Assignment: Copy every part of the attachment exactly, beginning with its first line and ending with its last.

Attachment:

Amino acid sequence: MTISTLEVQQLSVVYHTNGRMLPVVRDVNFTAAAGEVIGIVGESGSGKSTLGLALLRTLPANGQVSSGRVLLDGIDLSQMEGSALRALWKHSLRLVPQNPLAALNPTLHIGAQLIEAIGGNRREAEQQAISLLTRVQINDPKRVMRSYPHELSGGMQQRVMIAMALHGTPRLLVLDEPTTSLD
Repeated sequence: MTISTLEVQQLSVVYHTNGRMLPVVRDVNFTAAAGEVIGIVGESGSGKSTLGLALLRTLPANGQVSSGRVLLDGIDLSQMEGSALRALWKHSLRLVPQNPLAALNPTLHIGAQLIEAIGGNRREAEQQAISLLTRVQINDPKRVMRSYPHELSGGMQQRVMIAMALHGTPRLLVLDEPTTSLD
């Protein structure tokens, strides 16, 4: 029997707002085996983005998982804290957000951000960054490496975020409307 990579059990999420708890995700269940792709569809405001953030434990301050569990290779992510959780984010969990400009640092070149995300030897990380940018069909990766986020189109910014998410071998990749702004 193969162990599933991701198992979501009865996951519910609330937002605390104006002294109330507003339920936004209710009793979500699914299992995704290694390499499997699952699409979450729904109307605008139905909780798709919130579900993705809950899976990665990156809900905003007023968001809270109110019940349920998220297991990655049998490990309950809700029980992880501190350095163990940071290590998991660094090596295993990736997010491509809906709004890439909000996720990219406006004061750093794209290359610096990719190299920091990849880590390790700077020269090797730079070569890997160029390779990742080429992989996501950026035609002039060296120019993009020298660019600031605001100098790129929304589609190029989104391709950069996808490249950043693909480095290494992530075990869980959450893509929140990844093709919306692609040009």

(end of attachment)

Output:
Amino acid sequence: MTISTLEVQQLSVVYHTNGRMLPVVRDVNFTAAAGEVIGIVGESGSGKSTLGLALLRTLPANGQVSSGRVLLDGIDLSQMEGSALRALWKHSLRLVPQNPLAALNPTLHIGAQLIEAIGGNRREAEQQAISLLTRVQINDPKRVMRSYPHELSGGMQQRVMIAMALHGTPRLLVLDEPTTSLD
Repeated sequence: MTISTLEVQQLSVVYHTNGRMLPVVRDVNFTAAAGEVIGIVGESGSGKSTLGLALLRTLPANGQVSSGRVLLDGIDLSQMEGSALRALWKHSLRLVPQNPLAALNPTLHIGAQLIEAIGGNRREAEQQAISLLTRVQINDPKRVMRSYPHELSGGMQQRVMIAMALHGTPRLLVLDEPTTSLD
């Protein structure tokens, strides 16, 4: 029997707002085996983005998982804290957000951000960054490496975020409307 990579059990999420708890995700269940792709569809405001953030434990301050569990290779992510959780984010969990400009640092070149995300030897990380940018069909990766986020189109910014998410071998990749702004 193969162990599933991701198992979501009865996951519910609330937002605390104006002294109330507003339920936004209710009793979500699914299992995704290694390499499997699952699409979450729904109307605008139905909780798709919130579900993705809950899976990665990156809900905003007023968001809270109110019940349920998220297991990655049998490990309950809700029980992880501190350095163990940071290590998991660094090596295993990736997010491509809906709004890439909000996720990219406006004061750093794209290359610096990719190299920091990849880590390790700077020269090797730079070569890997160029390779990742080429992989996501950026035609002039060296120019993009020298660019600031605001100098790129929304589609190029989104391709950069996808490249950043693909480095290494992530075990869980959450893509929140990844093709919306692609040009």